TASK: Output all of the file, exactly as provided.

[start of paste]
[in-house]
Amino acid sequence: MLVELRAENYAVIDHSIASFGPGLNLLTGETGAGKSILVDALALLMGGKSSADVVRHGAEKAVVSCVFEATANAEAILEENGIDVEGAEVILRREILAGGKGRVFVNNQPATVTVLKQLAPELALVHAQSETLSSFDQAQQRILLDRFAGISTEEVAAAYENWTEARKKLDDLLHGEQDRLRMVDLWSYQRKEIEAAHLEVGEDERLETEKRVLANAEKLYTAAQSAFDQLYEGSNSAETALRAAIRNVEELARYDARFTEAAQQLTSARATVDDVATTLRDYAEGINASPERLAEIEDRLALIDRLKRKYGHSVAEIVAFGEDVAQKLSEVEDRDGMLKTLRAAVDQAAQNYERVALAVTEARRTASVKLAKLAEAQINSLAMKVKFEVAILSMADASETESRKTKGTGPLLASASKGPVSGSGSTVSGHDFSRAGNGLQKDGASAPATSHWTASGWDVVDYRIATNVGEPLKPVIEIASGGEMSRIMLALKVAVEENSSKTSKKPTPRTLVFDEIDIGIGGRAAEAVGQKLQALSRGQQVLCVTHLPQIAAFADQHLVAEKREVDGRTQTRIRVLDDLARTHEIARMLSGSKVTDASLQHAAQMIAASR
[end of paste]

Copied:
[in-house]
Amino acid sequence: MLVELRAENYAVIDHSIASFGPGLNLLTGETGAGKSILVDALALLMGGKSSADVVRHGAEKAVVSCVFEATANAEAILEENGIDVEGAEVILRREILAGGKGRVFVNNQPATVTVLKQLAPELALVHAQSETLSSFDQAQQRILLDRFAGISTEEVAAAYENWTEARKKLDDLLHGEQDRLRMVDLWSYQRKEIEAAHLEVGEDERLETEKRVLANAEKLYTAAQSAFDQLYEGSNSAETALRAAIRNVEELARYDARFTEAAQQLTSARATVDDVATTLRDYAEGINASPERLAEIEDRLALIDRLKRKYGHSVAEIVAFGEDVAQKLSEVEDRDGMLKTLRAAVDQAAQNYERVALAVTEARRTASVKLAKLAEAQINSLAMKVKFEVAILSMADASETESRKTKGTGPLLASASKGPVSGSGSTVSGHDFSRAGNGLQKDGASAPATSHWTASGWDVVDYRIATNVGEPLKPVIEIASGGEMSRIMLALKVAVEENSSKTSKKPTPRTLVFDEIDIGIGGRAAEAVGQKLQALSRGQQVLCVTHLPQIAAFADQHLVAEKREVDGRTQTRIRVLDDLARTHEIARMLSGSKVTDASLQHAAQMIAASR